Your job will be to respond to each of the incoming "Hi-Lo's" so that each sender understands that you are reading his or her input. If you do have questions about any of the bullet point items, call the leader. If your concern is about negative news be sure not to get angry and start yelling at your leaders or you will be sure to kill the Hi-Lo effort.

Remember, it is a communication tool to keep you informed because you can’t be at every site all the time.

VL #3 - Set out tailored expectations & objectives

Each new job or project brings with it a set of needs. Perhaps the site is close to a residential area so that signage and extra precautionary "look outs" need to be posted to prevent accidents. Maybe a customer will be making weekly visits so additional safety and cleaning needs to be performed throughout the week. There might even be a restriction on work hours that must be followed due to a sound ordinance.

No matter the need, it is very wise to over-communicate your expectations for the completion of the work by documenting the expectations and by developing goals for the workers to achieve. Tailoring expectations and objectives will require more time from the contractor or construction leader to develop. But doing so can “create” as much as possible the work environment — giving the senior leader important insights he otherwise wouldn’t have without being at the site throughout the project's life.

VL #4 - Access visual-based tools

Skype and Facetime are two tools, visually based, that I am depending on with increasing demand. Because I do a lot of coaching with contractors and leaders in about 15 different countries these tools are now a bigger part of my consulting than ever.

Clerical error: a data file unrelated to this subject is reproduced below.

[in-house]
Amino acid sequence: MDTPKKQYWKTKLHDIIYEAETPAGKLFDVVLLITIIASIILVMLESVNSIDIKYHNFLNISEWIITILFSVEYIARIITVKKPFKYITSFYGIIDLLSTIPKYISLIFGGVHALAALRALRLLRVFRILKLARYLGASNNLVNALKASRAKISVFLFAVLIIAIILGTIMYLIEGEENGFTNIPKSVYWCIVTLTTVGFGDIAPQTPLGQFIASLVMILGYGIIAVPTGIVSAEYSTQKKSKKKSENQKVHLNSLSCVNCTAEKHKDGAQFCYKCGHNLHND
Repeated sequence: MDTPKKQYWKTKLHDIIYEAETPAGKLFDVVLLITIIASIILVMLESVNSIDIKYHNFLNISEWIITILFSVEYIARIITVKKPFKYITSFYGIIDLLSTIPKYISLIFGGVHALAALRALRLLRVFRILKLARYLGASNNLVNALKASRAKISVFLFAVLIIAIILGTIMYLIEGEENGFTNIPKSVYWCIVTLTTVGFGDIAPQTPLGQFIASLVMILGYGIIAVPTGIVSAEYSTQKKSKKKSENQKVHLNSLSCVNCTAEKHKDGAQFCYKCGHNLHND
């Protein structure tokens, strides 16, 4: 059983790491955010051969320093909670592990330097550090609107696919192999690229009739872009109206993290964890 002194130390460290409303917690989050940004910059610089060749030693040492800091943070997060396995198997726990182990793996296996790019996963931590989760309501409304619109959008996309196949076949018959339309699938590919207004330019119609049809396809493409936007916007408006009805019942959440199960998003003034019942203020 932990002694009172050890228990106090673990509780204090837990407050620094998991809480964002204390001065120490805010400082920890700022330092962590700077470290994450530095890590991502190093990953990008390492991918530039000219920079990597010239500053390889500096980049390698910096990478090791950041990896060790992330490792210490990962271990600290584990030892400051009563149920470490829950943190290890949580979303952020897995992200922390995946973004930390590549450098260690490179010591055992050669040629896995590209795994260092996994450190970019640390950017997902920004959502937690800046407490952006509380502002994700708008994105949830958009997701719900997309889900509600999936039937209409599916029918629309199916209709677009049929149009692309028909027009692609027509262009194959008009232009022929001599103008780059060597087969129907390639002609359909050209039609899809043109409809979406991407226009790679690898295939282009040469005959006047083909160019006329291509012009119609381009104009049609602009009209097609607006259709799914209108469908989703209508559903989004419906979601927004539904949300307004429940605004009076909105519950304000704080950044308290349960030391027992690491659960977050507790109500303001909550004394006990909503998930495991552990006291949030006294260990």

Contractors — who spend four, five, even eight hours a day on the phone — can likewise make greater use of incorporating the same two tools. I would suggest that some of those phone calls become a visual experience.

Because many contractors know their workers well, seeing their faces while speaking empowers the contractor to have a better feel as to whether his leader is confused, lacking in confidence or perhaps just flat out “covering his tail" by lying. Having access to the other person's facial expressions can add much to a conversation, especially one that will be five to 10 minutes (or longer) in duration.

Setting up conference calls using video-conferencing is being used by larger contractors with increasing regularity and is becoming more cost effective, enabling the smaller contractor to begin considering its use also.

VL #5 - Establish regularly scheduled communications

It's important that you establish a regular schedule for communications with any leader operating at a location remote from wherever you are located. Whether you use cell phones, video-conferencing or Skype, it is important to establish some regularly scheduled times for a formal communication effort.

Just as you would hold regular meetings if you were on the site you should create accountability with your remote leaders. To further support this effort you should also create a meeting agenda. It's critical that when leading others, virtually, that you create as much knowns as possible. This effort, if you execute it consistently, will begin to build greater accountability, encourage teamwork and grow the responsibility taken by those at other locations.

VL #6 - Conduct regular project, job and site reviews

Depending on the size of the project or job or, depending on the experience level of those at a remote location, it's very important to conduct a regular review. The review should be conducted either monthly or quarterly. For many contractors even a weekly review of jobs or progress on jobs might be a norm to establish.

The review should cover all of the participating elements that you and your leadership team deems critical to the success of the project, job or location. Don't limit your reviews only to the following areas, but certainly the items listed below should be part of your reviews:

  • Safety status and needs
  • Costs associated with effort (against the budget)
  • Team-building progress (conflicts? turnover?)
  • Schedule updates and progress reports
  • Relationship status with customer, suppliers/vendors, sub-trade contractors, others?